Optical vortex crystals for photonic simulations of complex systems
Water whirlpools, smoke rings, violent tornados and spiral galaxies are all examples of twists in fluids, although very different each other. Analogous twists, but in the realm of light, have been created by the research group coordinated by Antonio Ambrosio at the IIT-Istituto Italiano di Tecnologia (Italian Institute of Technology), in Milano (Italy). The results, published in the journal Nature Photonics, show the realization of 100 light vortices, coupled to form an ordered structure, a light crystal.
Mutual interaction of light and nanostructured materials is the focus of the research of Antonio Ambrosio, Principal Investigator of the research line Vectorial Nano-imaging at IIT in Milano and grantee of the ERC Consolidator project "METAmorphoses."
Twisted light generators have been developed in the last few years, but they typically create a single vortex propagating alone in free space. IIT researchers have shown instead that it is possible to create 100 light vortices, coupled into an ordered light crystal.
The group in Milano also includes the Ph.D. student Michael de Oliveira and the researcher Marco Piccardo, also first author of the paper. Their results show how a nanostructure surface can be employed as a mask to simultaneously control all the parameters of several laser beams, not just their intensity. The group showed that this is possible by designing an array of metasurfaces, i.e. nanostructured optical devices, which mold the light beam within a space 100 times thinner than a human hair. The realized metasurfaces shape the wavefront of light like a corkscrew, generating an optical vortex.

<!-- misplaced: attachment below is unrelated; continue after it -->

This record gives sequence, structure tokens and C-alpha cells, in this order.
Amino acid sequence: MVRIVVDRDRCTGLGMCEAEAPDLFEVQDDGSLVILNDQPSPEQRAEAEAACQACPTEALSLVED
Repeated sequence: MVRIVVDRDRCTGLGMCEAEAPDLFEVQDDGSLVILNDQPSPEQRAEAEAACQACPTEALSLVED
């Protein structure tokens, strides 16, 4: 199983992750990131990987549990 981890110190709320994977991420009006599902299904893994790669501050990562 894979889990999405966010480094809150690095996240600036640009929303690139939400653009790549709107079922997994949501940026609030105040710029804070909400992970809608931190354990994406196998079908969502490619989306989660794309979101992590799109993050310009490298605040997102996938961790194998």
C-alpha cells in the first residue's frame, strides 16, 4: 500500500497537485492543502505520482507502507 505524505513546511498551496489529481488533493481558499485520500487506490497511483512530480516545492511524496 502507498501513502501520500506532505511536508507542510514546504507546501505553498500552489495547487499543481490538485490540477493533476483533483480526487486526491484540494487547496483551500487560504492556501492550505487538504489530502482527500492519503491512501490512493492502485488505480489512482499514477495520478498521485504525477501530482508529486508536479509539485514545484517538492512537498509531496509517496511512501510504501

Inserting the metasurface array inside a laser cavity, where light continuously bounces between two mirrors, open the door to new properties, such as the self-healing of a defect in the system or the reconfigurability of the number of twists that light makes. Such properties result from the interaction between different vortices of the crystal: each vortex is in fact modeled by the interaction with other vortices of a tunable network.
The ability to adjust the number of twists on demand is a unique feature of the metasurface laser. Although the devices have a fixed design and can only generate one specific type of optical vortex in free space, when inserted in a laser cavity, the properties of the vortices—known as their topology—can be changed by simply tuning a cavity mirror. This functionality could be used to dynamically modulate light imparting useful information in the twists for optical communications.
The system developed in Milano is robust and it also has the potential to process information encoded in different coupled systems, including far and enormous galaxies. Thanks to these new results, it is now possible to simulate in the lab complex coupled systems, with order altered by stable defects, difficult to be reproduced otherwise since involving ginormous scale, like galaxies, or part of extreme hydrodynamic systems.
In the next steps, the researchers will investigate how to tune the strength of the interaction among the vortices and extend the system to an even larger number of vortices.